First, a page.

Why will statues in churches be veiled starting this Sunday? Why is this Day of the Lord referred to as "Passion Sunday" and how does it serve as the gateway into Passiontide?
Image above: an ancient mosaic in the Ravenna basilica depicting a crux gemmata.
The liturgical meaning of Passion Sunday
Nothing better to grasp the spirit of the Church than to turn to the liturgical texts. This is most true of Passiontide and Holy Week. The Church’s Year of Grace of Dr. Pius Parsch offers a few points of interest.
- As the Church enters the period of mourning the divine Bridegroom, she puts on the widow’s garments. The commemoration of Christ’s suffering is expressed in various ways.
- The last remaining traces of joy are eliminated: the Gloria Patri of the Introit, Lavabo and Breviary responsories. The omission of Psalm 42 at the foot of the altar, as in the Requiem Masses.
- The prayers and readings relate the theme of suffering to that of baptism. A favorite contrast, the pagan Ninivites (catechumens) do penance while the Jews plan to kill Jesus. Jeremias, a type of Christ, laments over the Jews "who perfidiously leave their Lord, the fountain of living water."
- One of the most striking changes in the Passiontide is that the crosses and statues are draped, as an outward sign of the Church’s inward sorrow. It is not difficult to understand why the wailing garments are placed over the statues, which could distract us from the meditations of the Passion.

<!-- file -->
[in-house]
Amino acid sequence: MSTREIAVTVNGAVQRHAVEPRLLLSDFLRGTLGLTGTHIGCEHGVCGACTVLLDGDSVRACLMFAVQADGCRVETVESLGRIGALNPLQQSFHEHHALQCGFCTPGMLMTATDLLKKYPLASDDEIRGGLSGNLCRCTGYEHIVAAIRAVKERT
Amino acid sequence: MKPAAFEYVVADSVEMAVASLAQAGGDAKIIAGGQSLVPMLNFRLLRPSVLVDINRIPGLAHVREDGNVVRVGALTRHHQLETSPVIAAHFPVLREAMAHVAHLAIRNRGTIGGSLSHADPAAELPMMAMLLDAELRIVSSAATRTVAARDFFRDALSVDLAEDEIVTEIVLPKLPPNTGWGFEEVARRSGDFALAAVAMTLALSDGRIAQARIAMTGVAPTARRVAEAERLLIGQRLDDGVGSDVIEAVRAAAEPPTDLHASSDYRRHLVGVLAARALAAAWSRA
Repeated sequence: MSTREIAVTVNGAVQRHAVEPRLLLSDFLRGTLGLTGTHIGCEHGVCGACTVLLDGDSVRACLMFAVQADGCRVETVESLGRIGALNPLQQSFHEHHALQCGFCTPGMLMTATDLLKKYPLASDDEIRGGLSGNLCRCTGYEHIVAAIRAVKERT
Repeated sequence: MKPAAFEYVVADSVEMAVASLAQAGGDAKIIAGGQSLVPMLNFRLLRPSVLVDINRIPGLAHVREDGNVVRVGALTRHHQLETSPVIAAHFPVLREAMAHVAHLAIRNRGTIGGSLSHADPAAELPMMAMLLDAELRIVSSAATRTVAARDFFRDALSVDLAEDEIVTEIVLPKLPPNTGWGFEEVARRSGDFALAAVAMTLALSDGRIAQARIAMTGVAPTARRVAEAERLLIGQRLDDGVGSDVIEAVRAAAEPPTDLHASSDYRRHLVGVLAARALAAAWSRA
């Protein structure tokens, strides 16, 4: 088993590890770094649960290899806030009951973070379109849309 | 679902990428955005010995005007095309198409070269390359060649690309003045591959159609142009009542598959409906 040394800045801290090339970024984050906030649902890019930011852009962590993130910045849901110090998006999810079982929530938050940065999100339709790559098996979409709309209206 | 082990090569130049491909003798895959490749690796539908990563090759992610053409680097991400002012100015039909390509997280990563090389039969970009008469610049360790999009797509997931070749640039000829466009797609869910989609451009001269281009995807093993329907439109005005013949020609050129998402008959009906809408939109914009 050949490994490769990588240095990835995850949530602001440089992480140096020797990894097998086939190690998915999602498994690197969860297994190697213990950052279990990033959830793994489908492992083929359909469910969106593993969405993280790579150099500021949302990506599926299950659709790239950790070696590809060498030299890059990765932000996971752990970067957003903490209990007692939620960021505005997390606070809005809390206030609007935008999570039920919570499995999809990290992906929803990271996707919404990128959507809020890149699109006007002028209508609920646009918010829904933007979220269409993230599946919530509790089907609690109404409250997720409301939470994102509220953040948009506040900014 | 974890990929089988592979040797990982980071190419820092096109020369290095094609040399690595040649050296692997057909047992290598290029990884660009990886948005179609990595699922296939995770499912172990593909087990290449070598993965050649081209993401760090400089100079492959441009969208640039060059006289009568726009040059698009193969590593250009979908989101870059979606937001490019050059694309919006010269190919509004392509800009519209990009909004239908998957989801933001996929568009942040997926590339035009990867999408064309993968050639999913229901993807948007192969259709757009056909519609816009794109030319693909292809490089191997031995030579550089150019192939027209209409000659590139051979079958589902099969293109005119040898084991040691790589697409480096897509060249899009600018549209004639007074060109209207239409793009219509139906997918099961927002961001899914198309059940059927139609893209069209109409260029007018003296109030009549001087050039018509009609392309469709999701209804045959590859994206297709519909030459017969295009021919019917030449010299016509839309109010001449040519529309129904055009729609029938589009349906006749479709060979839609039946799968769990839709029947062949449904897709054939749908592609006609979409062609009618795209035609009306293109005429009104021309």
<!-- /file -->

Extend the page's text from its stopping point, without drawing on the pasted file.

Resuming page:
It is however quite enigmatic for the Christians today to understand why the crosses have to be veiled. Why is not the sorrowful Crucifix visible to our eyes so as to draw tears of devotion? Just the contrary would be more intelligible.
In fact, this veiling of the Cross is a relic from an ancient practice. When crosses, without the corpus, shone glorious with gold and precious stones (the crux gemmata), there was deep meaning in the practice of veiling their brilliance during the days when the Bridegroom was taken away. The Church was putting on the widow’s weeds.
This tiny detail is a clear symbol of a very different approach between ancient and modern Christianity. Today, popular piety proceeds to review Holy Week historically; it pictures with great fidelity the various scenes of the "bitter passion," it dissects all the feelings and thoughts of our suffering Savior, it analyzes the virtues displayed by the Lord at every step. "How shall I imitate Him… what can I learn from Him?" are its most important questions. Suffering is the great motive for amendment: "He died on the Cross for me, and I have offended Him so deeply."
The ancient Christians followed a different course. Of course, it also put Christ’s suffering up front but it was aiming too at the purpose of the Passion. By His suffering, Christ redeemed us and made us children of God. And, on what apparently is the most tragic day of the whole year, on Good Friday, we lift our voices in jubilant song: "See, because of this wood joy has come into the whole world!" The early Christians were not so eager to speak of the bitter passion as of the beata passio, the happy or blessed passion.
Perhaps a harmonious blending of the two mindsets is achieved on Good Friday. On that day of the great Sacrifice of the High Priest, the Church abstains from offering the divine sacrifice: instead of the divine Action, the liturgy is mostly commemorative and historical. Yet, with this initial meditation of the historical passion of Our Lord, as the ceremony progresses, it has us rejoice before the unveiled cross, presented as the glorious trophy with the Redeemer having fulfilled His mission. The rite ends with a glorious, joyful song to the Cross, to the Lord’s resurrection:
Thy Cross, Lord, we adore!
We praise and acclaim Thy holy resurrection.
Behold, through the wood of the Cross
Joy has come into the whole world.